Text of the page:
When Forster came to Alexandria he thought the war would bring an end to the civilisation he had known, but he was determined at least to fight against its 'inward death'. Now he found that Cavafy, standing on his balcony, was already surveying a wider wreckage. His exemplar was not Alexander who had founded the city but Antony who bade it farewell; fallen to Rome, fallen to the Arabs, Cavafy saw failure and loss as the central Alexandrian experience, his native city the capital of the repeatedly wounded world of Hellenism, which as he spoke could seem to connote the entire civilisation of humankind. Like the populace in Alexandrian Kings, he snatched what he could from the moment.

These photographs of Valassopoulos' house were taken after his death in 1972.

The complete translations of Cavafy's poetry by George Valassopoulos are found in The Forster-Cavafy Letters, edited by Peter Jeffreys, published by The American University in Cairo Press and available directly from them or from online outlets like Amazon.

Soon after these photographs were taken the house was pulled down.

Tuesday, 29 May 2018

The Durrells in Corfu and in Bournemouth and Beyond

Keeley Hawes who plays Louisa Durrell and The Durrells scriptwriter Simon Nye.

ITV have announced that they have commissioned a fourth series of The Durrells to be broadcast in Britain in spring 2019, while PBS says it will be shown in America that autumn (where it is called The Durrells in Corfu).

Keeley Hawes and Simon Nye.

And scriptwriter Simon Nye discusses the longer term future, suggesting the story of the Durrells might well run to five series before the family leaves Corfu, after which the action would shift to Bournemouth and maybe look in on Larry in Egypt.

Keeley Hawes, scriptwriter Simon Nye, and executive producers Sally Woodward Gentle and Lee Morris at the British Film Institute and Radio Times TV Festival, London, 8 April 2017.

Sunday, 20 May 2018

Lawrence Durrell's Later Poetry Newly Collected

The Fruitful Discontent of the Word, to be published on 25 May, for the first time brings together Lawrence Durrell's later poetry, the poems he embedded in his novel cycle The Avignon Quintet set in Provence and Egypt, his writings on place such as Sicilian Carousel and Caesar's Vast Ghost, and also poems found in Spirit of Place, a collection of his letters, articles and short pieces.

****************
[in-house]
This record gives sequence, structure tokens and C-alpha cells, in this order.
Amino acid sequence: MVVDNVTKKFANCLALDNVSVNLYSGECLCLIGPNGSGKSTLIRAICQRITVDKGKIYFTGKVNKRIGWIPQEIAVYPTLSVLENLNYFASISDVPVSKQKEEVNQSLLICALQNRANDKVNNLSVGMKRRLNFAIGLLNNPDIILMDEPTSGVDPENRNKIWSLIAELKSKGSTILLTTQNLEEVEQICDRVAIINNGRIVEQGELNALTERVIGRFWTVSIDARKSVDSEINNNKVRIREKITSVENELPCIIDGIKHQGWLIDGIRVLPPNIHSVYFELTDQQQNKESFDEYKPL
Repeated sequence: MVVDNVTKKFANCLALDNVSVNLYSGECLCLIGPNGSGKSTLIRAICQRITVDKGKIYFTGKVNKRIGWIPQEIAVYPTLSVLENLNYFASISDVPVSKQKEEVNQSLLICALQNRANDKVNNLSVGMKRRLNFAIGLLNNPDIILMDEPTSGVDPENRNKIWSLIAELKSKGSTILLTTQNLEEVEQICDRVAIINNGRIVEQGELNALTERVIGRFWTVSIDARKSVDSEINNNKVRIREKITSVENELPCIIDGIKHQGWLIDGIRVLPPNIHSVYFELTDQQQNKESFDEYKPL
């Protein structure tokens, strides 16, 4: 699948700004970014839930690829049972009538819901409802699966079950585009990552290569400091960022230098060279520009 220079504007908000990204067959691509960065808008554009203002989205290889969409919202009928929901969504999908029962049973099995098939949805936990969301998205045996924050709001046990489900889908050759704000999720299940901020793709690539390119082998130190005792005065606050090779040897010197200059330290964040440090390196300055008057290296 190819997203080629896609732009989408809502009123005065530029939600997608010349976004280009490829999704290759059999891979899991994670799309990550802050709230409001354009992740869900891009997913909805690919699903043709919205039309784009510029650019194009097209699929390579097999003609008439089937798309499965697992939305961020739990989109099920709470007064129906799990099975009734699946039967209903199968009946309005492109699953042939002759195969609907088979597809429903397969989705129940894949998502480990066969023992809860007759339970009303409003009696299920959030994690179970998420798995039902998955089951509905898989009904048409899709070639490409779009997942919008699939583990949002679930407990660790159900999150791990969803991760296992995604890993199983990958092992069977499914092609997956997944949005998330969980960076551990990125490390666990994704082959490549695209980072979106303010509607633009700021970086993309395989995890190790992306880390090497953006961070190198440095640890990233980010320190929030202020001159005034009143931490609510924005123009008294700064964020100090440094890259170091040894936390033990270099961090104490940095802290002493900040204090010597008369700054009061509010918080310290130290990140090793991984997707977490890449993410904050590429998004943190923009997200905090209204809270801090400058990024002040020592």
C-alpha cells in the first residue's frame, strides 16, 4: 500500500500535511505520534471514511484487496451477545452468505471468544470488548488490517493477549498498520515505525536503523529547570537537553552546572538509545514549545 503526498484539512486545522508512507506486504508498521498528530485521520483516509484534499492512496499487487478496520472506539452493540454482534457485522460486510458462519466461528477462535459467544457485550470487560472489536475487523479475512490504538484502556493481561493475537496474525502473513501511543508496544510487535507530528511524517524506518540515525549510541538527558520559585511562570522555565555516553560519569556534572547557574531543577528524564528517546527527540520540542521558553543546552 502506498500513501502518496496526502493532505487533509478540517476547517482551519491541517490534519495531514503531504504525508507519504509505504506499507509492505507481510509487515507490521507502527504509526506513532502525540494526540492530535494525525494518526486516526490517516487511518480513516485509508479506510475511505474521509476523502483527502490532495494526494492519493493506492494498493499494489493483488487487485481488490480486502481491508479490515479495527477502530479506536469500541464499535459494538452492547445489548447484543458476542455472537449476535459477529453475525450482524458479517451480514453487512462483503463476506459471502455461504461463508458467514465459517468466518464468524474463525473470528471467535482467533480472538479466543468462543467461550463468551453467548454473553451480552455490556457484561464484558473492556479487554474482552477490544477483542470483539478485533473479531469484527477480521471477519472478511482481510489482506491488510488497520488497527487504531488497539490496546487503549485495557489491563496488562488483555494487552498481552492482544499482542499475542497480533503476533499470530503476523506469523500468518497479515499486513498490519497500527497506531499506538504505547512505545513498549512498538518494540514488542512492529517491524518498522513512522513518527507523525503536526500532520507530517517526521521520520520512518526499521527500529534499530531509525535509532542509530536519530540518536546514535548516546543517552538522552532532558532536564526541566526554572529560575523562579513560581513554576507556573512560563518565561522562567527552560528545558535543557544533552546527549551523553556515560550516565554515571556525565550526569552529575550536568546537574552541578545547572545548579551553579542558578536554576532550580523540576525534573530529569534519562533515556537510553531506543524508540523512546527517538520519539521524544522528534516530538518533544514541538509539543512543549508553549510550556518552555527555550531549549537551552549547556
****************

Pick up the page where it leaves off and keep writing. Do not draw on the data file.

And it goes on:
Click on the image below to learn more and how to order.

Tuesday, 15 May 2018

Orson Welles' Underpants

Orson Welles in 1955.

My aunt Ann Rogers was Orson Welles' private secretary and all-round fixer from 1955 until 1979.  

An extremely discreet woman, she worked quietly and invisibly behind the scenes (though sometimes telling me good stories about OW's adventures), proud to devote herself to his genius.

Orson Welles in 1983.

So I was a bit surprised when someone drew my attention to her name in print in this newspaper article which highlights a new book about Welles by Dorian Bond. My aunt, whose methods Bond describes as like 'working for the SOE, sending agents off on deadly missions', has been briefly exposed in the pages of the Daily Mail.

Which has reminded me of one of her most covert operations, forwarding underpants to Orson Welles.  She wrapped them in a large parcel and gave it to my father who was passing through London on his way to California where Welles was living at the time.  

But my father (my aunt's younger brother) was an unreliable agent.  He could not resist peeping inside.  And kept a pair of OW's underpants as a souvenir.  Afterwards my brother tried them on with the result you see below.

My brother Anton, left, and his friend Tom, trying on Orson Welles' underpants in 1983.

Friday, 4 May 2018

The Crusader Armies

Before anyone reads or writes another book about the Crusades they should read Steve Tibble's The Crusader Armies.

I was asked by Yale University Press to read the book in proof and offer comments in advance of publication this coming July.  I found it exciting and refreshing.  

For one thing it overturns the tired old prejudices that the West was the aggressor, that events were driven by religious fanatics, and draws a broader, more profound and complex picture of events - but always readable.  

Tibble presents the latest scholarly and archaeological research, much of which has not yet entered the public consciousness (nor a good deal of academic thinking) , to make his case that climate change on the Asian steppes drove the mass migration of nomadic horsemen who created havoc among the settled peoples of the Middle East, Christian and Muslim alike.  This and not religion nor Western intervention was the determining factor behind the crusades.